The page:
Thursday, March 13, 2014

SVFF: Reel to Real—Otter Will Launch Film Festival Tonight

Posted By on Thu, Mar 13, 2014 at 10:15 AM

Put your tray tables up and seats in the upright position. The pilots of the 2014 Sun Valley Film Festival are about ready for take-off.

"How do I put this?" SVFF Founder Teddy Grennan had to think for a moment for an appropriate analogy. "The landing gear is certainly up and we're ready to be mid-flight."

SVFF's runway is a pretty long one. It takes the better part of a year to build a slate of films and wrangle some of the industry's best filmmakers to spend a long weekend in Idaho to share their love of film with thousands of festivalgoers.

And indeed some of that love was flowing—along with generous amounts of wine—Wednesday night at Sun Valley's Velocio restaurant, which was packed with some of Hollywood's elite. Film-goers may not have recognized the faces from People Magazine but the credentials of the Oscar-winning and -nominated talent was stunning. Boise Weekly rubbed elbows and clinked more than a few glasses with the screenwriters and producers of Dallas Buyers Club, Nebraska, The Descendants, The King's Speech, Little Miss Sunshine, and many more.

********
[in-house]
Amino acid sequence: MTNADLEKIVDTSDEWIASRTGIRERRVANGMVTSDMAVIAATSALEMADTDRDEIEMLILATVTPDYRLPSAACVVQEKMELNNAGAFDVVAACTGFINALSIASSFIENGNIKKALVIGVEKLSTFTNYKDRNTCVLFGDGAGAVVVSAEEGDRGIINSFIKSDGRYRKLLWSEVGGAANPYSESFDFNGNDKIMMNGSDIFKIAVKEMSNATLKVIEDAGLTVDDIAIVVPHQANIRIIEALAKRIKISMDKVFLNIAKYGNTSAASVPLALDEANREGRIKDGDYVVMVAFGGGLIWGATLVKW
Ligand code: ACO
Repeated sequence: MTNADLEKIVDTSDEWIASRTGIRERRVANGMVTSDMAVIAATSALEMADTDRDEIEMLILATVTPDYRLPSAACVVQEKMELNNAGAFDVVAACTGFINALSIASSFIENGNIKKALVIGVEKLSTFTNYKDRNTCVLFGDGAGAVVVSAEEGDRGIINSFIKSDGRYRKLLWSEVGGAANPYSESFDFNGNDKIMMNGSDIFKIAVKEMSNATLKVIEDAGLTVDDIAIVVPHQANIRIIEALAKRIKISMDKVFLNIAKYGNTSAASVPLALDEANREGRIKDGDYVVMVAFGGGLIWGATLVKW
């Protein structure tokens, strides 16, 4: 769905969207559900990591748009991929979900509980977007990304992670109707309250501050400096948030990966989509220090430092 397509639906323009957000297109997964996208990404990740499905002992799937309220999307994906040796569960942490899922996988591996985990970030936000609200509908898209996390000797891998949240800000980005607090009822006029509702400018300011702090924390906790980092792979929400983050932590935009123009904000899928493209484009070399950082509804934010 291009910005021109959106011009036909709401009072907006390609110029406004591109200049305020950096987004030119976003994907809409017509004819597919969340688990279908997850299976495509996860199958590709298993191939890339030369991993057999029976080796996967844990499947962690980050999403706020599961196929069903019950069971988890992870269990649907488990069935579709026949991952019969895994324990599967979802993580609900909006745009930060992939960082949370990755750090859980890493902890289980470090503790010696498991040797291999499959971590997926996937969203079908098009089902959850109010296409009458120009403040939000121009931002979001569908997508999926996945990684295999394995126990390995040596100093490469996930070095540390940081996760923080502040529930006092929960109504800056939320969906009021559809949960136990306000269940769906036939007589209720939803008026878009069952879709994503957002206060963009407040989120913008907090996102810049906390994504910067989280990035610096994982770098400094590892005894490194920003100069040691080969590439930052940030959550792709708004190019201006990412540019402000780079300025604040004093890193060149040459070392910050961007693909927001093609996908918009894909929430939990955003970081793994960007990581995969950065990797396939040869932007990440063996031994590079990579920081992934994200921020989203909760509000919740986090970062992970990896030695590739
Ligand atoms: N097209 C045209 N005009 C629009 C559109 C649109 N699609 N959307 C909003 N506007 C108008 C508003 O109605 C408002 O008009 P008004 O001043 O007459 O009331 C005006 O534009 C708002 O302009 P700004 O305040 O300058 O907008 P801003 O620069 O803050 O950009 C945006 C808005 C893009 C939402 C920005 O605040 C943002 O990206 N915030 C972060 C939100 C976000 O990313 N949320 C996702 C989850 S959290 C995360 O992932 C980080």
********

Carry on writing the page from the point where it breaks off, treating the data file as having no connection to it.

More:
"I guess we can breathe now," said SVFF Director Candice Pate. "All the work is done, and now we depend on our amazing staff and scores of volunteers who will make all of this happen over the next four days."

Thursday evening's opening night film, The Face of Life—starring Annette Bening, Ed Harris and Robin Williams—will be introduced by Gov. C.L. "Butch" Otter, one day after Otter signed into law one of the most controversial legislative bills in Idaho history, the so-called "guns on campus" measure. And it's not lost on anyone that when a politician takes the stage, his politics come with him. Whether Otter will be met with protests or disapproval for signing the bill remains to be seen, but in Blaine County, and in particular Sun Valley, Otter has never performed that well at the polls in this traditionally Democratic stronghold.

"People are here to see movies and embrace films," said Grennan. "That said, these audiences are incredibly engaged in politics, social issues and culture. This is a very wide berth. We'll be showing films that represent a wide berth of topics—some of them quite controversial."


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